The picker who practiced each night climbed past them, picking fruit as he went. When he was at the top of the tree, he picked apples that no one else could reach. He drank in the beautiful vista surrounding him. The apples at the top of the tree were sun kissed and tasted better than any other apples on the tree.

Word spread among the pickers about the quality of these apples at the top of the tree. The other pickers resented him. They spent their free time grumbling over their lot. They schemed to find ways to make the picker share his apples.

“Throw down some of those apples! We hear they’re better than these,” the group yelled up to the climber.

But the third climber didn’t hear them. The juicy crunch of each bite from the apples was too great. It drowned their complaints.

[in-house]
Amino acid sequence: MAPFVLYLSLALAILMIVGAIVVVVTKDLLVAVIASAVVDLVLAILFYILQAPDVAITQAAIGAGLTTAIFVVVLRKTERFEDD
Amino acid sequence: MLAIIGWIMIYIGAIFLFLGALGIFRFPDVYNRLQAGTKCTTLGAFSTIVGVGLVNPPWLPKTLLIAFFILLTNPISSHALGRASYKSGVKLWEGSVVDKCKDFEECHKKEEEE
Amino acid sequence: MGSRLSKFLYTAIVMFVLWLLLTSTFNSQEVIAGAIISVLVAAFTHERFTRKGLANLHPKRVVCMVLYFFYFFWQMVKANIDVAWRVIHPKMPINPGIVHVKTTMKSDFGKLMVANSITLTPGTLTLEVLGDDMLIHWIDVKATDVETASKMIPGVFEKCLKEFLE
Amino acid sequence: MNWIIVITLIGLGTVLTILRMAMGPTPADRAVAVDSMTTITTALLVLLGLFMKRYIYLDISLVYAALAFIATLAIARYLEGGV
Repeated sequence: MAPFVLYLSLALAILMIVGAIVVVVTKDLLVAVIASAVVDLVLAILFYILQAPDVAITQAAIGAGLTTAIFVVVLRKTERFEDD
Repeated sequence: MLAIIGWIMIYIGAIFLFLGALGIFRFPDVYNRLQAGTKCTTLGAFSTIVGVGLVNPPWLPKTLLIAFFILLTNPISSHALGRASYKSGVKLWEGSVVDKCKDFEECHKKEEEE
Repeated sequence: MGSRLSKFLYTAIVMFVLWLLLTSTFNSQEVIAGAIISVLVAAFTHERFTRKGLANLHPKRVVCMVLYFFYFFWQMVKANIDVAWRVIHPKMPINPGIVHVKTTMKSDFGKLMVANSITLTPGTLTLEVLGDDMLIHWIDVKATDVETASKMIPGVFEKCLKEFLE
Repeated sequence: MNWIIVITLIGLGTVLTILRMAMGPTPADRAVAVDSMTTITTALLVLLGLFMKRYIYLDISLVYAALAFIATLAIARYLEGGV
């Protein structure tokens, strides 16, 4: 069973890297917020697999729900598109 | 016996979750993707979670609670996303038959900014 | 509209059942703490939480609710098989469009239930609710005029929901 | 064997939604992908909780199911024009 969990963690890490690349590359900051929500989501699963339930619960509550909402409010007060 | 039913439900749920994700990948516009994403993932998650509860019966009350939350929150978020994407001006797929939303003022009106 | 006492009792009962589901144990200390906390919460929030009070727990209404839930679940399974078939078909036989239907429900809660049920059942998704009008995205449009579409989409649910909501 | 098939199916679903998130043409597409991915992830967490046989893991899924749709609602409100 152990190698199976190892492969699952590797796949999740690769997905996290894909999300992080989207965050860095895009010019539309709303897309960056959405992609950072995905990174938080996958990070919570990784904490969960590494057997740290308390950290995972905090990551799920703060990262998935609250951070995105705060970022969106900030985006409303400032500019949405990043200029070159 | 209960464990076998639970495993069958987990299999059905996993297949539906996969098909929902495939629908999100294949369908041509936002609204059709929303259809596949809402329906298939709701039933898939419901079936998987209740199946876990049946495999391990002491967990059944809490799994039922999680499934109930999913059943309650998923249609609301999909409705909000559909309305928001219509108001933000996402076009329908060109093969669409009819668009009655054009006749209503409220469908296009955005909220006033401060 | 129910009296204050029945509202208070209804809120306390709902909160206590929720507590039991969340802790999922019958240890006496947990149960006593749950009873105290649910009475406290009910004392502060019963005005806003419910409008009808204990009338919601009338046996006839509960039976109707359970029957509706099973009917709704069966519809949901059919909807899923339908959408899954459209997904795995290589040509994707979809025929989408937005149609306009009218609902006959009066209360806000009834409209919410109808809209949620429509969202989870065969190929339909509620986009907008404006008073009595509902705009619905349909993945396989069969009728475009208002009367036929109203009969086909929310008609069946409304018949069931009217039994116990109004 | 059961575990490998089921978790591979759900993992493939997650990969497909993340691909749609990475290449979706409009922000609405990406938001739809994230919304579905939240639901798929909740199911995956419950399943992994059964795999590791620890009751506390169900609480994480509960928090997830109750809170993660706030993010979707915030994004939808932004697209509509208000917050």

“The social structure of humanity is stratified; each person reaches a level commensurate with the development of their natural talents; there is no such thing as universal equality.”

Gilmore, Peter. The Satanic Scriptures. Baltimore: Maryland. Scapegoat Publishing, 2007.


The Gentleman Downstairs and Other Satanic Parables and Fables

Best Friends Forever

Before he ran his own company, the gentleman downstairs worked for another firm. He was a salaried employee involved in tactics, but never strategy. He carried out the responsibilities of his position. He fulfilled the objectives set before him.

Yet his views and opinions about business were often contrary to those of management. He was passed over for promotions and raises.

So he left to start his own venture.

At first it was rough going, but he was a good businessman and learned fast. His company offered the market exactly what it desired: choice. In fact, the company he left needed him to stay in business for them to survive. It did better when he was in the trades; competition paid dividends.